13/06/2016 10:57 BST | Updated 13/06/2017 06:12 BST

Kicking and Screaming England

It looks like the England football team may find a novel way of leaving a major international football tournament in the early stages. Usually they just underperform on the pitch, getting inadequate results from matches against teams they should easily sweep aside. However, in the 2016 European Championships currently unfurling nervously in France, England's favoured strategy is suffering from a potentially fatal flaw: whisper it ever so quietly, but this England team is actually quite good. They could, in fact, do well enough to get out of the group stages and into the knock-out rounds.

Admittedly, they only drew against Russia in their first match, but they played the Cossacks off the park. Normally when they draw the opening game they play like a pub team with a massive collective hangover and only manage to avoid defeat because the opposition is too surprised by England's ineptitude to beat them.

So, given that this team might be too good to fail on the pitch, the country is having to fall back on an old nemesis to bring it national shame: the football hooligan. There is something morbidly nostalgic about watching heavily tattooed idiots hurling metal chairs at the heads of rival gangs, or separating an opposition supporter from the safety of his pack and then kicking the crap out of him as he lays helpless on the floor. This is how football used to be in the 1970s and 80s; violence was an ever-present, repulsive backdrop to the national game.

Today's thug has upgraded his technology: hooligan2.0 carries a mobile phone with him to make sure he doesn't miss any action. And, rather than being encumbered with a sledgehammer, he makes do with weapons that he can easily fashion from more innocent items found at the battle scene: bottles, glasses, furniture. But, at his heart, he's the same vicious brute as his Doc Martin booted, knuckle-duster adorned predecessor: out for a good time with his mates, mauling and maiming the opposition.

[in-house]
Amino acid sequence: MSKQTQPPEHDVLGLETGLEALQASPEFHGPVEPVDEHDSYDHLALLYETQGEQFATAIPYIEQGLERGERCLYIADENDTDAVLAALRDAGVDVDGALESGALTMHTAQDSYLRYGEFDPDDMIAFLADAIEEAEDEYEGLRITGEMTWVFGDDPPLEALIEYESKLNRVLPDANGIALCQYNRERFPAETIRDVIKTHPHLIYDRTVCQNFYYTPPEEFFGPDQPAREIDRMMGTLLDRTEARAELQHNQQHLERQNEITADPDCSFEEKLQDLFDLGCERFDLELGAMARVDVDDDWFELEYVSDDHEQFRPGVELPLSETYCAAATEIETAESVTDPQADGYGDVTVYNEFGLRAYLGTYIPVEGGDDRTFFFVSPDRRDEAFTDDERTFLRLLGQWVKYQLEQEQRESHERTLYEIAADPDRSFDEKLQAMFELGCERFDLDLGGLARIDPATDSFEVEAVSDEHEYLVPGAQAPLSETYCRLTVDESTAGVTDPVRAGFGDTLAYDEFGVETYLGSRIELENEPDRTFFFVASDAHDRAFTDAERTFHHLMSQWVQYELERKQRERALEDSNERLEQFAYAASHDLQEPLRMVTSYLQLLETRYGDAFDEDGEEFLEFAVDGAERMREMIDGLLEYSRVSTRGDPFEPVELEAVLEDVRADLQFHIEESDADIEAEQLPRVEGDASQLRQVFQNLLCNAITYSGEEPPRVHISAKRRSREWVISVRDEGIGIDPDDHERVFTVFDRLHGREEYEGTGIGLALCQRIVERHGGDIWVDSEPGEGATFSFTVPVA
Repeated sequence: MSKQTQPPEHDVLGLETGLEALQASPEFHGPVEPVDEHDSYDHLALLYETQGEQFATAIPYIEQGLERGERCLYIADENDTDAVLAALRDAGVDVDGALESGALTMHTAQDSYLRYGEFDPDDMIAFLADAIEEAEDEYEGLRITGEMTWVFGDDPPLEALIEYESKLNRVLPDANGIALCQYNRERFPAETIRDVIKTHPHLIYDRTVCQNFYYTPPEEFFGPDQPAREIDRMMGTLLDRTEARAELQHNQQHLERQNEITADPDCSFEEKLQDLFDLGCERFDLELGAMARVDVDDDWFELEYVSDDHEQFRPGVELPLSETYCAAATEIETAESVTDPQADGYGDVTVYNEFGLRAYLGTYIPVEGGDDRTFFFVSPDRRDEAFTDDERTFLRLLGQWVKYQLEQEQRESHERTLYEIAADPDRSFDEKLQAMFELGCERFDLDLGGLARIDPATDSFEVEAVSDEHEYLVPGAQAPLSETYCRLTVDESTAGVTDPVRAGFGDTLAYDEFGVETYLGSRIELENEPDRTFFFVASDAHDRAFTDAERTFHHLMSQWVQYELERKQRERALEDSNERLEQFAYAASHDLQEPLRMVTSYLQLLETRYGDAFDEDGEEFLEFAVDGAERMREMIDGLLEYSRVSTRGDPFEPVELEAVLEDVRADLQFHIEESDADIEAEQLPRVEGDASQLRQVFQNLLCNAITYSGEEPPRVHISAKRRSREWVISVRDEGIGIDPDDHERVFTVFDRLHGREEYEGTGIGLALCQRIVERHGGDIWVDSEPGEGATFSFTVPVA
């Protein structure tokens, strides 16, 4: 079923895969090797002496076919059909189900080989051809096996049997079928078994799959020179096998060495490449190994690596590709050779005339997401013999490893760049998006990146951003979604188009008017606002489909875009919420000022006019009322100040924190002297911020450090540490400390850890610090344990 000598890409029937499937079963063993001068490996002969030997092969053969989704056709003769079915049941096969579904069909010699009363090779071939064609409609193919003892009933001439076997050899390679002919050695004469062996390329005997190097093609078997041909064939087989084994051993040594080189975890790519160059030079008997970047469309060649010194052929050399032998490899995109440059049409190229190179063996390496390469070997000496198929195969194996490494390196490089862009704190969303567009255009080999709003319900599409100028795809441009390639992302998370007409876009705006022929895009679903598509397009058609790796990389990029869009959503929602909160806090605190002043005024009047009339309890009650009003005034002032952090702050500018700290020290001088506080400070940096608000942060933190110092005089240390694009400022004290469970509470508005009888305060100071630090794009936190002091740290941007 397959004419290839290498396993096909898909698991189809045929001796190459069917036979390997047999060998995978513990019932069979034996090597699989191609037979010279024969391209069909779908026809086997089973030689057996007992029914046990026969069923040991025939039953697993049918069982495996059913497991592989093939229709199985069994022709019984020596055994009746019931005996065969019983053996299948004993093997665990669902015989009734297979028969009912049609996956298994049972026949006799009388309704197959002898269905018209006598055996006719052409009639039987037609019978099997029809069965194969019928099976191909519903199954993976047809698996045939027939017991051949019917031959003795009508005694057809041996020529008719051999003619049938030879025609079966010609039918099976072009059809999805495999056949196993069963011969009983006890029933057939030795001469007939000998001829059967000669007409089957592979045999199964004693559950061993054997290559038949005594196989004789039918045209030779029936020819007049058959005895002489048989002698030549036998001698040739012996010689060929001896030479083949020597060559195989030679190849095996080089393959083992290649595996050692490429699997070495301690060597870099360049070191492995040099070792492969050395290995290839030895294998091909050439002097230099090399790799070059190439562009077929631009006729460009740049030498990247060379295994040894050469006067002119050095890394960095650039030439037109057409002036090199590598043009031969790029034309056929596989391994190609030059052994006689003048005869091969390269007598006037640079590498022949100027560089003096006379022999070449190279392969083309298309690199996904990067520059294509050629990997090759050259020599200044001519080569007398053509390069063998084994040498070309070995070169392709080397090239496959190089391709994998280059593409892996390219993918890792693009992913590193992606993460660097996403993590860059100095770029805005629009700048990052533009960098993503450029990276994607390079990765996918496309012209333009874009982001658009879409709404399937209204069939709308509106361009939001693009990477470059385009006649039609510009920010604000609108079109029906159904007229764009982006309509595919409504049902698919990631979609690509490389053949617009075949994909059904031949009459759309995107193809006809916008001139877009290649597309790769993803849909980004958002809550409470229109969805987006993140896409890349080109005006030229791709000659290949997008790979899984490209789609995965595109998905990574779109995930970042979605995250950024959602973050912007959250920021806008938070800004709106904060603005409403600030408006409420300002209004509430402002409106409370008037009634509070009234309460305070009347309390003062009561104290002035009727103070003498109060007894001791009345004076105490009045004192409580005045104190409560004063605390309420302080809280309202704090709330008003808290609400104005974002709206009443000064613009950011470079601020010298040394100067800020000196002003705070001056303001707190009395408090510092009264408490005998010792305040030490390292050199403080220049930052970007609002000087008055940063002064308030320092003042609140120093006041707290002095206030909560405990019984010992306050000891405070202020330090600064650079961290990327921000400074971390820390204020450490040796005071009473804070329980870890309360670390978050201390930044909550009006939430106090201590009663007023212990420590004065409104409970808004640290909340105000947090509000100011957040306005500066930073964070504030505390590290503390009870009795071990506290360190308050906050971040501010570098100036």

The efforts of this unlovable Band of Brothers looks like they may win for themselves an unlikely, if notorious, place in the nation's sporting history. Europe's controlling football authority, EUFA, has threatened both England and Russia with expulsion from the tournament if trouble like this flares again. The English FA's response has been, more or less, to leap to defend our brave thugs and blame the Russians for the fracas. Well, they probably did start it, so that's fair enough.

We face the prospect of England doing well enough on the pitch to progress in the tournament, but badly enough off the pitch to be sent home early. That would be a pity, not just for the team itself, but for the country as a whole.

It's a pity because football actually matters. It matters because it gives us an artificial tribalism, a safe place - usually - to tap into an instinct that first developed among homo sapiens on the plains of the Serengeti, an instinct to which we owe our survival as a species. Football gives us something to fight over, to experience triumph and tragedy, without actually fighting; without actually going to war. Let's hope we learn to take our tribalism seriously enough that we don't fight over it.

And let's hope England meets our expectations and fails to win simply by being not good enough, not because its tribe can't behave.

Paul Beaumont's acclaimed debut novel A Brief Eternity was nominated for the Dundee International Book Prize and is available on Amazon and other retailers.